You’ve probably heard all the breakfast myths already: “fit people eat breakfast” … “breakfast kickstarts your metabolism” … “your body’s been fasting, so it needs energy to function properly again”. Maybe you’ve even read some of the opposing articles claiming that intermittent fasting is the secret to weight loss and increased energy. What’s right and what’s wrong?
Don’t worry, I’m here to put you out of your misery and maybe help you to spot the marketing techniques hidden within all the food articles out there – especially those aimed at breakfast and the mission towards optimal health and fitness.
First, remember two things: 1. Your body is smart. 2. You need to look at the whole picture.
let’s toss the idea that it’s a matter of life or death when it comes to breakfast
Humans have evolved and survived over thousands of years so that our bodies can heal themselves to a large degree; all it wants to do at any time is to survive. With this in mind, let’s toss the idea that it’s a matter of life or death when it comes to breakfast.
However, having ticked off survival on our metal to-do lists, most of us want to do more than just stay alive – we want to optimise our health. So, the next claim to investigate is: “fit people eat breakfast”.
To say that breakfast is the entire reason why healthy and fit people maintain their health and fitness is like saying that planes can fly because they have wings. There’s a whole lot more to it which, in daily life, is very easy to forget. The truth that healthy people are hiding behind bold claims about breakfast is the fact that our minds sometimes need to be manipulated a little bit, and here is why:
To make good choices throughout the day, we need to feel on top of things. Have you ever joined the Monday-nation? I.e. you’ve started a diet on a Monday and that Monday didn’t go as planned, as you had to wait until the next Monday. We are a strange species that like structure and symmetry in our minds.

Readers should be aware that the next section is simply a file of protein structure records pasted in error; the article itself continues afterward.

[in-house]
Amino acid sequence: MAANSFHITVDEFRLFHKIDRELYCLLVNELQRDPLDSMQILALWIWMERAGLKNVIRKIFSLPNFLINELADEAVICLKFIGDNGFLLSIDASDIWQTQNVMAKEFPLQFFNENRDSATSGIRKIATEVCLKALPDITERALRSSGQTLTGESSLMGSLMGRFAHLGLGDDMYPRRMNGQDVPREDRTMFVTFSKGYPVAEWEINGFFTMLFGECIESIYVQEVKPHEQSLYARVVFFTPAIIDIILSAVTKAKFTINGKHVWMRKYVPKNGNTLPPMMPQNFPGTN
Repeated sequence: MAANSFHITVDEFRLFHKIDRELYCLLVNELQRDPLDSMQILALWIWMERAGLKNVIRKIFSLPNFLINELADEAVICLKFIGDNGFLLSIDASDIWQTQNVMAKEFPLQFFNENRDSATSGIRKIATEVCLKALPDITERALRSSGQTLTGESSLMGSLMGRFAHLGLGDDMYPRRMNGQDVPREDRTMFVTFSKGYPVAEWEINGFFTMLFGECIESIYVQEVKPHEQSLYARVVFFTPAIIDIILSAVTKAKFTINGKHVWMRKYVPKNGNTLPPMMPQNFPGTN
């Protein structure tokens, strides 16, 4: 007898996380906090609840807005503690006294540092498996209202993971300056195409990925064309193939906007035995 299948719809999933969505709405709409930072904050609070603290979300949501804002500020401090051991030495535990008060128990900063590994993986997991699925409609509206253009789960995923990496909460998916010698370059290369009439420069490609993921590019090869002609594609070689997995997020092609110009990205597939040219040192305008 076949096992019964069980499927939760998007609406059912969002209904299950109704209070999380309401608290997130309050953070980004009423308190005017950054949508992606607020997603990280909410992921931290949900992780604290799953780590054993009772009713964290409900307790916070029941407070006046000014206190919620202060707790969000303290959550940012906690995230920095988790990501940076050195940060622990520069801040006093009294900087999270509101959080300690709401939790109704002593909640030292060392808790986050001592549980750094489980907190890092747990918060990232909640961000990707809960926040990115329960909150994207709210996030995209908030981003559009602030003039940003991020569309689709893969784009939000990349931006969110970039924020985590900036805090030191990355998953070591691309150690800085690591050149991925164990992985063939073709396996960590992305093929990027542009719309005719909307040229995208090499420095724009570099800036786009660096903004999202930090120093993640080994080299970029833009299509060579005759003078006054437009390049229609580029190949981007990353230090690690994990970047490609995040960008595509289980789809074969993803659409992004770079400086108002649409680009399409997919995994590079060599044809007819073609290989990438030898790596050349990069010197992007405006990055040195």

Starting the day right does something to us, it puts us in a good flow, and therefore we “might as well” continue being good towards ourselves. We don’t want to ruin a great day by not eating, or by eating junk. Then, when you’re in this rhythm, it becomes a routine.
Fit people like their routines and, by having a routine for their eating habits, they will get the highly desired side effect of more energy throughout the day
Fit people like their routines and, by having a routine for their eating habits, they will get the highly desired side effect of more energy throughout the day. When you start liking this new way of living, maybe you’ll even go do a workout or two. Without even knowing it, you are one of them. You’ve become fit! It can easily seem like the breakfast was the reason, but maybe that was just the key to starting a really positive snowball effect.
It all comes down to our choices throughout the day and not just one meal. It’s also important to keep in mind that shovelling down a donut because you “need to have breakfast” is not the point of breakfast at all. Instead, feed your body some good nutrients like fibre, fruits and berries alongside some vitamins, healthy fats (like nuts or avocado).
Here are my ideas of good breakfast choices. Pick your favourite and start rolling that snowball!
Avocado Smash on Wholegrain Toast
Add some tomatoes, salt and pepper and maybe even some lime to posh it up.
Oatmeal with Berries, Nuts and Shredded Coconut
Make your own choice of fruit and berries, top with nuts and shredded coconut and maybe a piece of dark chocolate.
Smoothie Bowl with Granola and Berries
Make a smoothie with your favourite fruits, juices and maybe some yoghurt. Add sugar free granola and berries on top.
Scrambled Eggs with Avocado and Salad Topping
Put eggs and avocado together with tomatoes, salt and pepper. Maybe even add some cheese and a sprinkle of parsley on top.
Featured image courtesy of Meg Lessard via Flickr. Image license found here.
Article image 1 courtesy of Ella Olsson via Flickr. Image license found here.
Article image 2 courtesy of Ella Olsson via Flickr. Image license found here.
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